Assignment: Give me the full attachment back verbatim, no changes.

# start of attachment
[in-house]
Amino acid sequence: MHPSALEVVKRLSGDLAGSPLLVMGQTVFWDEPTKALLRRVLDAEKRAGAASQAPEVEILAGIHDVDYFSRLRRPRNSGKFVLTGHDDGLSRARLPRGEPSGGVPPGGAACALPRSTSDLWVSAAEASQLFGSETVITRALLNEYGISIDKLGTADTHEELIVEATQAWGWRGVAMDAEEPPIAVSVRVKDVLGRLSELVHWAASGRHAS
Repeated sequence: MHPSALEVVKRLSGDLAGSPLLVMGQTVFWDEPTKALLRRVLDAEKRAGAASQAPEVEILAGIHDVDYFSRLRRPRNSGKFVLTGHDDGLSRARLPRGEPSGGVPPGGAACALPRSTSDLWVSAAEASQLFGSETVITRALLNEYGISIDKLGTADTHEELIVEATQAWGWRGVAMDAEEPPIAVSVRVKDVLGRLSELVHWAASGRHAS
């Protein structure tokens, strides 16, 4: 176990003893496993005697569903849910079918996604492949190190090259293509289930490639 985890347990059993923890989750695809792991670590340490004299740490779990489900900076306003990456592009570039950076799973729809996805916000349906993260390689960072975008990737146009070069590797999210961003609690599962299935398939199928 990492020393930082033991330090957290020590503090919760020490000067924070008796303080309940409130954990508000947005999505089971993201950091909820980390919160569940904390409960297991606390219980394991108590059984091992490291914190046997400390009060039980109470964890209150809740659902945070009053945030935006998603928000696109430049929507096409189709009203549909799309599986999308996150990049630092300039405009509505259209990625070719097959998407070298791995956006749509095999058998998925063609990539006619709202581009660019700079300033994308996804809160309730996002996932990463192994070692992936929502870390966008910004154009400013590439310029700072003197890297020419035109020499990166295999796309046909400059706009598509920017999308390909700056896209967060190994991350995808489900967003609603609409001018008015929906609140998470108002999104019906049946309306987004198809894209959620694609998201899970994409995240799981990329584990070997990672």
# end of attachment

[in-house]
Amino acid sequence: MHPSALEVVKRLSGDLAGSPLLVMGQTVFWDEPTKALLRRVLDAEKRAGAASQAPEVEILAGIHDVDYFSRLRRPRNSGKFVLTGHDDGLSRARLPRGEPSGGVPPGGAACALPRSTSDLWVSAAEASQLFGSETVITRALLNEYGISIDKLGTADTHEELIVEATQAWGWRGVAMDAEEPPIAVSVRVKDVLGRLSELVHWAASGRHAS
Repeated sequence: MHPSALEVVKRLSGDLAGSPLLVMGQTVFWDEPTKALLRRVLDAEKRAGAASQAPEVEILAGIHDVDYFSRLRRPRNSGKFVLTGHDDGLSRARLPRGEPSGGVPPGGAACALPRSTSDLWVSAAEASQLFGSETVITRALLNEYGISIDKLGTADTHEELIVEATQAWGWRGVAMDAEEPPIAVSVRVKDVLGRLSELVHWAASGRHAS
């Protein structure tokens, strides 16, 4: 176990003893496993005697569903849910079918996604492949190190090259293509289930490639 985890347990059993923890989750695809792991670590340490004299740490779990489900900076306003990456592009570039950076799973729809996805916000349906993260390689960072975008990737146009070069590797999210961003609690599962299935398939199928 990492020393930082033991330090957290020590503090919760020490000067924070008796303080309940409130954990508000947005999505089971993201950091909820980390919160569940904390409960297991606390219980394991108590059984091992490291914190046997400390009060039980109470964890209150809740659902945070009053945030935006998603928000696109430049929507096409189709009203549909799309599986999308996150990049630092300039405009509505259209990625070719097959998407070298791995956006749509095999058998998925063609990539006619709202581009660019700079300033994308996804809160309730996002996932990463192994070692992936929502870390966008910004154009400013590439310029700072003197890297020419035109020499990166295999796309046909400059706009598509920017999308390909700056896209967060190994991350995808489900967003609603609409001018008015929906609140998470108002999104019906049946309306987004198809894209959620694609998201899970994409995240799981990329584990070997990672």